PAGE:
EUROCON 1994 at Timisoara

Testimony of Roberto Quaglia

Translation by Ciara Shanahan

In Italiano, per favore! ---- Chinese Please!

From the 26th to the 29th of may 1994 the Eurocon took place at Timisoara, the annual European science fiction convention.
We may immediately say that which occurred was something out of the ordinary. Guests of honour at the gathering included John Brunner, Herbert Franke, Joe Haldeman, Moebius, Norman Spinrad, Peter Cuczka. Special guests include Jack Cohen, Jonathan Cowie, Gay Haldeman, Bridget Wilkinson, Lee Wood and Yours Truly, like the others enticed by the promise of complete reimbursements of their costs.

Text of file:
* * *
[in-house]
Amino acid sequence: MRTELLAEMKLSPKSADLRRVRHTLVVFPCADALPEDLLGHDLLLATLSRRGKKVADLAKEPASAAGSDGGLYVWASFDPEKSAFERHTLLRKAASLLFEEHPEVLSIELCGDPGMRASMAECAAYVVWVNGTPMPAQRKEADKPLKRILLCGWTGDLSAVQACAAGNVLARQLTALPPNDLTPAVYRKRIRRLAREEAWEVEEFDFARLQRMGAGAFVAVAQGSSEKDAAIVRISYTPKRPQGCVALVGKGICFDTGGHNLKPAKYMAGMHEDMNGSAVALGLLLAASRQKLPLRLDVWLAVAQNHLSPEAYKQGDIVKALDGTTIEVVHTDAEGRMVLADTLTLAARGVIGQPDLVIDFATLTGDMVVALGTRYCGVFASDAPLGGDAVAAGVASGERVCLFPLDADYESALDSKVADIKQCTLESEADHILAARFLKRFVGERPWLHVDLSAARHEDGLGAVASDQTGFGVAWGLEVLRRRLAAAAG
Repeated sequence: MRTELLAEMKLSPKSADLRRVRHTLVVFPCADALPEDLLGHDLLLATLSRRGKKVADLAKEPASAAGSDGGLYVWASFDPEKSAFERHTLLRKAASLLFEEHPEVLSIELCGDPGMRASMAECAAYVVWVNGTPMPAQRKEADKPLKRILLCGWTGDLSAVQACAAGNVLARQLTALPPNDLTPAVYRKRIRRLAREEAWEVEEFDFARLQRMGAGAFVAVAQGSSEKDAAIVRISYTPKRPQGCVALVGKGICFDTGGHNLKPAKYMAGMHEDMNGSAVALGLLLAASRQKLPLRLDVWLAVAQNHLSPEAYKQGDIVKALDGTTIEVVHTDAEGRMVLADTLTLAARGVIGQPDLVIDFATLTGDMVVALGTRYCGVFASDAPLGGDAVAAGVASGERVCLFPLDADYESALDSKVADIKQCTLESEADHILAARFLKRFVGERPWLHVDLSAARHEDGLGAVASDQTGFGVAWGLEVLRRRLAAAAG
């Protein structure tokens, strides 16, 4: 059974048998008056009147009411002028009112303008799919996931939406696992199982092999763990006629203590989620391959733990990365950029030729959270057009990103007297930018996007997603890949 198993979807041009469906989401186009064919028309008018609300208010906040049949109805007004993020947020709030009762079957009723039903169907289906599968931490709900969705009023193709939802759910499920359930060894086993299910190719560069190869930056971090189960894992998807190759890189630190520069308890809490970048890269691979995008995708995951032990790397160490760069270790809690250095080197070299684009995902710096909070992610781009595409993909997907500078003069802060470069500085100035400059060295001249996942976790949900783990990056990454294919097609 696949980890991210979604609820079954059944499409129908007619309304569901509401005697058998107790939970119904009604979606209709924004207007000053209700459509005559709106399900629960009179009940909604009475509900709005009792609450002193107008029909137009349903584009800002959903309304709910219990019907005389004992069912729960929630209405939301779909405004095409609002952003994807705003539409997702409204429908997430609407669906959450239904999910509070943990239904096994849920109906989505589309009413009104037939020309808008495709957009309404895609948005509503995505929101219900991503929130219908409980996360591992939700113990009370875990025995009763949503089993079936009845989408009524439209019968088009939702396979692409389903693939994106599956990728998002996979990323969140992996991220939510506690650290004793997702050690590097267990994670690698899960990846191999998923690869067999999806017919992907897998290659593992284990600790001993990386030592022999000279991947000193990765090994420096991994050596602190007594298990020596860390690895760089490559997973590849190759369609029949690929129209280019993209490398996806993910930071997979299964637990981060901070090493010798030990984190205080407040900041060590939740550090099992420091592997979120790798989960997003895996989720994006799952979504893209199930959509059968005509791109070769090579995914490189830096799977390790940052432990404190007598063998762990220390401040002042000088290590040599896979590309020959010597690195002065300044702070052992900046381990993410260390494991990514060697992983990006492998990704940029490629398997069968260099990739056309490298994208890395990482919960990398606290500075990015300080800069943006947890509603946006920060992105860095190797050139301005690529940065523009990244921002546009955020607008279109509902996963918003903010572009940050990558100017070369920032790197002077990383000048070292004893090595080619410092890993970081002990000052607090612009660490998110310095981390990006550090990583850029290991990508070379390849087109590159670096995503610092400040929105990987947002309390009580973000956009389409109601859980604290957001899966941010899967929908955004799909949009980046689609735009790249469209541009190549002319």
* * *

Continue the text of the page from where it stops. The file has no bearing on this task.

Already the nutriated ranks of the foreign guests tells you that what has taken place is not a low key Eurocon.
There were people coming from Austria, Bulgaria, England, Finland, France, Holland, Hungary, Ireland, Swizerland, Turkey, Ukraine, USA. I was the only Italian, together with my friend and assistant Max Morando.
The absence of the Czechs, the Slovaks, the Polish and the Germans was to be particularly noticed, for in the past years they'd always joined Eurocon in a great number. A chance case or a modest act of snobbism on the behalf of the Romanians?
It was a great convention in many senses. Norman Spinrad in his final speech, during the gala evening, said that this was the most outstanding science fiction convention in which he had participated. I don't know if you know Norman Spinrad. What I know of him, he is not the type to mention this for courtesy.